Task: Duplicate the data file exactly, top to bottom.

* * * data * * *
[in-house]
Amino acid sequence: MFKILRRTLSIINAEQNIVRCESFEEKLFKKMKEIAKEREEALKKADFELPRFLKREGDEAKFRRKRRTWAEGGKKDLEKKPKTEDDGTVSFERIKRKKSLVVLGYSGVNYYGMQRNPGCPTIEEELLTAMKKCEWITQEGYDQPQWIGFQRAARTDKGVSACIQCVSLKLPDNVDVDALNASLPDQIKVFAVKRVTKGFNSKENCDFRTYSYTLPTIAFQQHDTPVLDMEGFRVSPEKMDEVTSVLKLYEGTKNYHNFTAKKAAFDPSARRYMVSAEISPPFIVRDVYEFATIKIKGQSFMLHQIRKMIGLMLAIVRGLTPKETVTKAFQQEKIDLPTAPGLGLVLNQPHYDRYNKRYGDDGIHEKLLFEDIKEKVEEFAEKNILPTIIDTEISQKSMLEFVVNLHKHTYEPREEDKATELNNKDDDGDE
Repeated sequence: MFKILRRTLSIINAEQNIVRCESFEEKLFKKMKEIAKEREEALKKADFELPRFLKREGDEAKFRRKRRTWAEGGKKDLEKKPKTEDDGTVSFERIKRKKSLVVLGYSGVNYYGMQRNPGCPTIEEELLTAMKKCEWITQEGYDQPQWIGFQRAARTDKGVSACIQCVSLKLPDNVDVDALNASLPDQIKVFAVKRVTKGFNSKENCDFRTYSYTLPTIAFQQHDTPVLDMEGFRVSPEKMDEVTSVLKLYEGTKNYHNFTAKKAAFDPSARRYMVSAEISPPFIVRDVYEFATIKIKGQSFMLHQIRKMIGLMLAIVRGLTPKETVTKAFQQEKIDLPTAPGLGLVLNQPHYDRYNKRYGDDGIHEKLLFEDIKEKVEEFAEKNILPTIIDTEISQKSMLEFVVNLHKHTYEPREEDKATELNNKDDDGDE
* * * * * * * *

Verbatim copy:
[in-house]
Amino acid sequence: MFKILRRTLSIINAEQNIVRCESFEEKLFKKMKEIAKEREEALKKADFELPRFLKREGDEAKFRRKRRTWAEGGKKDLEKKPKTEDDGTVSFERIKRKKSLVVLGYSGVNYYGMQRNPGCPTIEEELLTAMKKCEWITQEGYDQPQWIGFQRAARTDKGVSACIQCVSLKLPDNVDVDALNASLPDQIKVFAVKRVTKGFNSKENCDFRTYSYTLPTIAFQQHDTPVLDMEGFRVSPEKMDEVTSVLKLYEGTKNYHNFTAKKAAFDPSARRYMVSAEISPPFIVRDVYEFATIKIKGQSFMLHQIRKMIGLMLAIVRGLTPKETVTKAFQQEKIDLPTAPGLGLVLNQPHYDRYNKRYGDDGIHEKLLFEDIKEKVEEFAEKNILPTIIDTEISQKSMLEFVVNLHKHTYEPREEDKATELNNKDDDGDE
Repeated sequence: MFKILRRTLSIINAEQNIVRCESFEEKLFKKMKEIAKEREEALKKADFELPRFLKREGDEAKFRRKRRTWAEGGKKDLEKKPKTEDDGTVSFERIKRKKSLVVLGYSGVNYYGMQRNPGCPTIEEELLTAMKKCEWITQEGYDQPQWIGFQRAARTDKGVSACIQCVSLKLPDNVDVDALNASLPDQIKVFAVKRVTKGFNSKENCDFRTYSYTLPTIAFQQHDTPVLDMEGFRVSPEKMDEVTSVLKLYEGTKNYHNFTAKKAAFDPSARRYMVSAEISPPFIVRDVYEFATIKIKGQSFMLHQIRKMIGLMLAIVRGLTPKETVTKAFQQEKIDLPTAPGLGLVLNQPHYDRYNKRYGDDGIHEKLLFEDIKEKVEEFAEKNILPTIIDTEISQKSMLEFVVNLHKHTYEPREEDKATELNNKDDDGDE